JLL Property Services country head YY Lau reckons that there are many factors that would determine the success of developing and managing workers’ accommodation in Malaysia, such as finding the right location at the right cost, pricing it correctly and having a good operator.
It is important for the operator to undertake a feasibility study, she adds, to see if the fees charged will be sufficient to ensure that the business is sustainable and that the firm has sufficient financial resources and borrowings to keep afloat in the first few loss-making years of paying off the land and construction of the building and amenities that are stipulated in the Act.
“The choice of location to serve the needs of the companies that are using these workers is important, as companies or workers will consider the transport cost of going from the dormitory to the workplace. There could be opportunities to create workers’ accommodation in states like Penang, Selangor and Johor, where a significant number of foreign workers are employed,” says Lau.
While the short-term solution would benefit existing property owners and investors in terms of rental income, property consultants believe that, in the long run, centralised workers’ accommodation will be the way forward. These can be complementary products that developers of industrial parks can include in the masterplan of their projects.
Centralised labour quarters
Property consultants also expect to see a growing interest in centralised labour quarters. Lau cites Singapore-based Centurion Corp Ltd (CCL) as an example. Focusing on building and operating centralised workers’ accommodation, the company is one of the largest providers of workers’ accommodation in Singapore and Malaysia.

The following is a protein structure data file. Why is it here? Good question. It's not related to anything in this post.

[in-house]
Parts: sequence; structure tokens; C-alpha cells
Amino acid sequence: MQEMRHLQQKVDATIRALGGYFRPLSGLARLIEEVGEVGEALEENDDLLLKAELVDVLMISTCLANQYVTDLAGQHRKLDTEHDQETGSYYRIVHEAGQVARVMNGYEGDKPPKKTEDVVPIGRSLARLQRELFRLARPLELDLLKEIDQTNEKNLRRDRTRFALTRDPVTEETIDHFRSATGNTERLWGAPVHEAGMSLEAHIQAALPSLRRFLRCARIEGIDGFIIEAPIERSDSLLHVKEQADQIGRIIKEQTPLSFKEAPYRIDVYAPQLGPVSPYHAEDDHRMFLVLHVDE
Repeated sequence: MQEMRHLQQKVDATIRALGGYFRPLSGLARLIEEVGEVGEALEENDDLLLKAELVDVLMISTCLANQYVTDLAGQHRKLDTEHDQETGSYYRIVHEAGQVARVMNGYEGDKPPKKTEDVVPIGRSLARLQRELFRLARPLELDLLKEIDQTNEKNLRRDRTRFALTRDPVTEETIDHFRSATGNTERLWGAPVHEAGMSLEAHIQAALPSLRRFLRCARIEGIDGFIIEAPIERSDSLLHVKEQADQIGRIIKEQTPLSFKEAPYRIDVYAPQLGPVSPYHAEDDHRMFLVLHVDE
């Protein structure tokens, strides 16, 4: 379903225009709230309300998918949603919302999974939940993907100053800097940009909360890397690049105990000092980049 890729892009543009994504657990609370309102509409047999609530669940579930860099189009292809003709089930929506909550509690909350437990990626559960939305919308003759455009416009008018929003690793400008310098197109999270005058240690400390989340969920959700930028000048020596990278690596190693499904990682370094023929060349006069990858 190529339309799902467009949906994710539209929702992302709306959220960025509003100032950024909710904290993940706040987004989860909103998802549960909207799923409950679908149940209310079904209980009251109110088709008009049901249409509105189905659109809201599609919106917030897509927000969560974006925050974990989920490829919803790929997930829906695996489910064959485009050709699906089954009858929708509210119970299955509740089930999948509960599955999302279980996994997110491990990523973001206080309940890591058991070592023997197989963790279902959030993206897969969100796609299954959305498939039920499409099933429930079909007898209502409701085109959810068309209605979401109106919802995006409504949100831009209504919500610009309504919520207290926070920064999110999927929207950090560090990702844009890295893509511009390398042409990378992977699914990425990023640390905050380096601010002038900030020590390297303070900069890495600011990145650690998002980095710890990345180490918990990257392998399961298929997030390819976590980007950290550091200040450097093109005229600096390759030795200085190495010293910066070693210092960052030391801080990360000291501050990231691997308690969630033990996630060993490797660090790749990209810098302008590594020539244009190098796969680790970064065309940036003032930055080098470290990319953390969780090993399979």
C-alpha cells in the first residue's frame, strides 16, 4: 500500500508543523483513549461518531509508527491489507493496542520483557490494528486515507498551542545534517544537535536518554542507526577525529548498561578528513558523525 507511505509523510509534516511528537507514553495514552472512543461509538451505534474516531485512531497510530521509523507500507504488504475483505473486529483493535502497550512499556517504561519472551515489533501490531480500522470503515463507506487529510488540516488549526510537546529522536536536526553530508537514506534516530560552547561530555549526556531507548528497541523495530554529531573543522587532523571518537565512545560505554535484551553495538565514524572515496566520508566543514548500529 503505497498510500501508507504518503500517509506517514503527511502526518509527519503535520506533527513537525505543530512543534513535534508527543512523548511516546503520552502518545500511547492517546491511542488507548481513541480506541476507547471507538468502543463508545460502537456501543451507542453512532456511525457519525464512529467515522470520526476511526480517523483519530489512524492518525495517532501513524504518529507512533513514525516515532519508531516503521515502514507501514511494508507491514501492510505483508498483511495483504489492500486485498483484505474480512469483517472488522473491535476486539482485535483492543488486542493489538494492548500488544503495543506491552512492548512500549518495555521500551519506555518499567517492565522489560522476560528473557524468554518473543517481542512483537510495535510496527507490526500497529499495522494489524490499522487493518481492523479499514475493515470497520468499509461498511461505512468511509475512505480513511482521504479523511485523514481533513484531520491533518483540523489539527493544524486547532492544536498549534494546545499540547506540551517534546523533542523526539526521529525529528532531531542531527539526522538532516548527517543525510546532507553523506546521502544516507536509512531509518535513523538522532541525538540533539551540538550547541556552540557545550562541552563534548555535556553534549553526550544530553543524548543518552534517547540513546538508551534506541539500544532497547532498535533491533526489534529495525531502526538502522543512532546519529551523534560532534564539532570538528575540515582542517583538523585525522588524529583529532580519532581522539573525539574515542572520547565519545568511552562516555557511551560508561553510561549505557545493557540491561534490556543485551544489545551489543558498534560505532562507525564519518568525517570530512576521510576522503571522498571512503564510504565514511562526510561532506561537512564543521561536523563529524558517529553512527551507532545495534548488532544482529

“Over time, there could be more local parties entering the business, using the business model of CCL. With the enforcement of the labour guidelines, it would appear that there is a market for workers’ accommodation for serious players,” she says.
“Currently, large manufacturing players such as Top Glove and Hartalega house their own workers. Some of these players may need to build bigger units or renovate existing units to comply with the Act.”
Toh points out that CCL secured a contract from the Selangor State Development Corporation (PKNS) in 2020 to lease a ready-built property in Sungai Way, Petaling Jaya, that comes with 6,044 beds for workers’ accommodation.
“It is the group’s entry into Selangor, and it adds 36,744 beds to the total capacity of purpose-built workers’ accommodation in Malaysia. I guess with the pandemic, which is here to stay for some time, Malaysian companies will see great opportunities and will catch up in a short period of time,” he says, adding that workers’ accommodation will need more awareness and enforcement going forward.